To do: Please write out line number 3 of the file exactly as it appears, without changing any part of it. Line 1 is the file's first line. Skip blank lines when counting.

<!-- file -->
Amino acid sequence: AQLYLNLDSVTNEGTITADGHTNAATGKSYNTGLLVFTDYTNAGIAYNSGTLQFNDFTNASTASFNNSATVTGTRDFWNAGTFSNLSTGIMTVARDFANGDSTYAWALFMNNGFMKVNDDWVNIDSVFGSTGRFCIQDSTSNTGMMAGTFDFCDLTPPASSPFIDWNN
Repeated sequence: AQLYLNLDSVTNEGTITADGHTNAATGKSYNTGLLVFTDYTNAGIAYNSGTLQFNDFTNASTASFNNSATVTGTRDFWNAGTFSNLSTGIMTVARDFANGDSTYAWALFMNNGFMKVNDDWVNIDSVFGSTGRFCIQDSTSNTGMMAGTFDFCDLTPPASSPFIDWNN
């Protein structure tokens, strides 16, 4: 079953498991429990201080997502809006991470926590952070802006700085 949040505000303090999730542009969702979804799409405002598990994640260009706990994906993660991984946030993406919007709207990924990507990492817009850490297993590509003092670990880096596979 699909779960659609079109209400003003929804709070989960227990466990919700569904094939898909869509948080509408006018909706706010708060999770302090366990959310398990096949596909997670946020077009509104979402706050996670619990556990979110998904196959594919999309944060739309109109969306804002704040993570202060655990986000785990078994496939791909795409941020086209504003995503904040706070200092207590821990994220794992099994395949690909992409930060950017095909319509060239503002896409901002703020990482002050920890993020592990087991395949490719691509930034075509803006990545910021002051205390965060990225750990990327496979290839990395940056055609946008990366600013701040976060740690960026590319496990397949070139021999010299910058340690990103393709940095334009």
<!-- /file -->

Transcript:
């Protein structure tokens, strides 16, 4: 079953498991429990201080997502809006991470926590952070802006700085 949040505000303090999730542009969702979804799409405002598990994640260009706990994906993660991984946030993406919007709207990924990507990492817009850490297993590509003092670990880096596979 699909779960659609079109209400003003929804709070989960227990466990919700569904094939898909869509948080509408006018909706706010708060999770302090366990959310398990096949596909997670946020077009509104979402706050996670619990556990979110998904196959594919999309944060739309109109969306804002704040993570202060655990986000785990078994496939791909795409941020086209504003995503904040706070200092207590821990994220794992099994395949690909992409930060950017095909319509060239503002896409901002703020990482002050920890993020592990087991395949490719691509930034075509803006990545910021002051205390965060990225750990990327496979290839990395940056055609946008990366600013701040976060740690960026590319496990397949070139021999010299910058340690990103393709940095334009």